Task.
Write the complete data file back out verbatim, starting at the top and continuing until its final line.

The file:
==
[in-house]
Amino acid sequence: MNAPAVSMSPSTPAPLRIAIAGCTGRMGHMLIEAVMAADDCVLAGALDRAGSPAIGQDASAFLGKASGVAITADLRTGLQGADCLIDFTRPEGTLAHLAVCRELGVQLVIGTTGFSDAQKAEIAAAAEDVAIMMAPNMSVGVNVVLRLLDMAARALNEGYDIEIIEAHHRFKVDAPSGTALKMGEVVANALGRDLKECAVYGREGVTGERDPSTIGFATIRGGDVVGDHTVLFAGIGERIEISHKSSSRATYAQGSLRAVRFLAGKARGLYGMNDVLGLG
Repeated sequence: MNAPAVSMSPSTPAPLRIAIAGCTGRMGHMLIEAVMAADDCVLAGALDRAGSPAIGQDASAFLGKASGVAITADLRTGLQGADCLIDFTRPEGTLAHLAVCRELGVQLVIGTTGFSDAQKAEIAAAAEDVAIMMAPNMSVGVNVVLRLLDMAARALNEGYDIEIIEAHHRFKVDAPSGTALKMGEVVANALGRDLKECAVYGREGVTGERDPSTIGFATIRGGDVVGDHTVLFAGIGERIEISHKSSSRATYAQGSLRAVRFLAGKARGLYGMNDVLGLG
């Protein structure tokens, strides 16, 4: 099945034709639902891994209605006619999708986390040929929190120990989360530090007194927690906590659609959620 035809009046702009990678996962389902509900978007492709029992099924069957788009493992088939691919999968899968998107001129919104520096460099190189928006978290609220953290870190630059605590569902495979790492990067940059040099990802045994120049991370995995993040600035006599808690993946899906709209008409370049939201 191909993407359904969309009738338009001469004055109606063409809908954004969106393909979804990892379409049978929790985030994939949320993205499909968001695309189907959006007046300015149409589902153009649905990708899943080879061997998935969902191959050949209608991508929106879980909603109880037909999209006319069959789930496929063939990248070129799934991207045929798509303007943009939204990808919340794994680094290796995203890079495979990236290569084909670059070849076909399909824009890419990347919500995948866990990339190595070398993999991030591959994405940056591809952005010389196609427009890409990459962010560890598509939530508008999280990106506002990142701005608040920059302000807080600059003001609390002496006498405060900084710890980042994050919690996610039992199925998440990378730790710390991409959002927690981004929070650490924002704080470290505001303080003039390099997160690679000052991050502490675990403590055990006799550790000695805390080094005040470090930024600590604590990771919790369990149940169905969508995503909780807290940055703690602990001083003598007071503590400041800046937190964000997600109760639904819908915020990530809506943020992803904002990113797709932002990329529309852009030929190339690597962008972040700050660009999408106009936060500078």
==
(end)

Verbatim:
[in-house]
Amino acid sequence: MNAPAVSMSPSTPAPLRIAIAGCTGRMGHMLIEAVMAADDCVLAGALDRAGSPAIGQDASAFLGKASGVAITADLRTGLQGADCLIDFTRPEGTLAHLAVCRELGVQLVIGTTGFSDAQKAEIAAAAEDVAIMMAPNMSVGVNVVLRLLDMAARALNEGYDIEIIEAHHRFKVDAPSGTALKMGEVVANALGRDLKECAVYGREGVTGERDPSTIGFATIRGGDVVGDHTVLFAGIGERIEISHKSSSRATYAQGSLRAVRFLAGKARGLYGMNDVLGLG
Repeated sequence: MNAPAVSMSPSTPAPLRIAIAGCTGRMGHMLIEAVMAADDCVLAGALDRAGSPAIGQDASAFLGKASGVAITADLRTGLQGADCLIDFTRPEGTLAHLAVCRELGVQLVIGTTGFSDAQKAEIAAAAEDVAIMMAPNMSVGVNVVLRLLDMAARALNEGYDIEIIEAHHRFKVDAPSGTALKMGEVVANALGRDLKECAVYGREGVTGERDPSTIGFATIRGGDVVGDHTVLFAGIGERIEISHKSSSRATYAQGSLRAVRFLAGKARGLYGMNDVLGLG
């Protein structure tokens, strides 16, 4: 099945034709639902891994209605006619999708986390040929929190120990989360530090007194927690906590659609959620 035809009046702009990678996962389902509900978007492709029992099924069957788009493992088939691919999968899968998107001129919104520096460099190189928006978290609220953290870190630059605590569902495979790492990067940059040099990802045994120049991370995995993040600035006599808690993946899906709209008409370049939201 191909993407359904969309009738338009001469004055109606063409809908954004969106393909979804990892379409049978929790985030994939949320993205499909968001695309189907959006007046300015149409589902153009649905990708899943080879061997998935969902191959050949209608991508929106879980909603109880037909999209006319069959789930496929063939990248070129799934991207045929798509303007943009939204990808919340794994680094290796995203890079495979990236290569084909670059070849076909399909824009890419990347919500995948866990990339190595070398993999991030591959994405940056591809952005010389196609427009890409990459962010560890598509939530508008999280990106506002990142701005608040920059302000807080600059003001609390002496006498405060900084710890980042994050919690996610039992199925998440990378730790710390991409959002927690981004929070650490924002704080470290505001303080003039390099997160690679000052991050502490675990403590055990006799550790000695805390080094005040470090930024600590604590990771919790369990149940169905969508995503909780807290940055703690602990001083003598007071503590400041800046937190964000997600109760639904819908915020990530809506943020992803904002990113797709932002990329529309852009030929190339690597962008972040700050660009999408106009936060500078």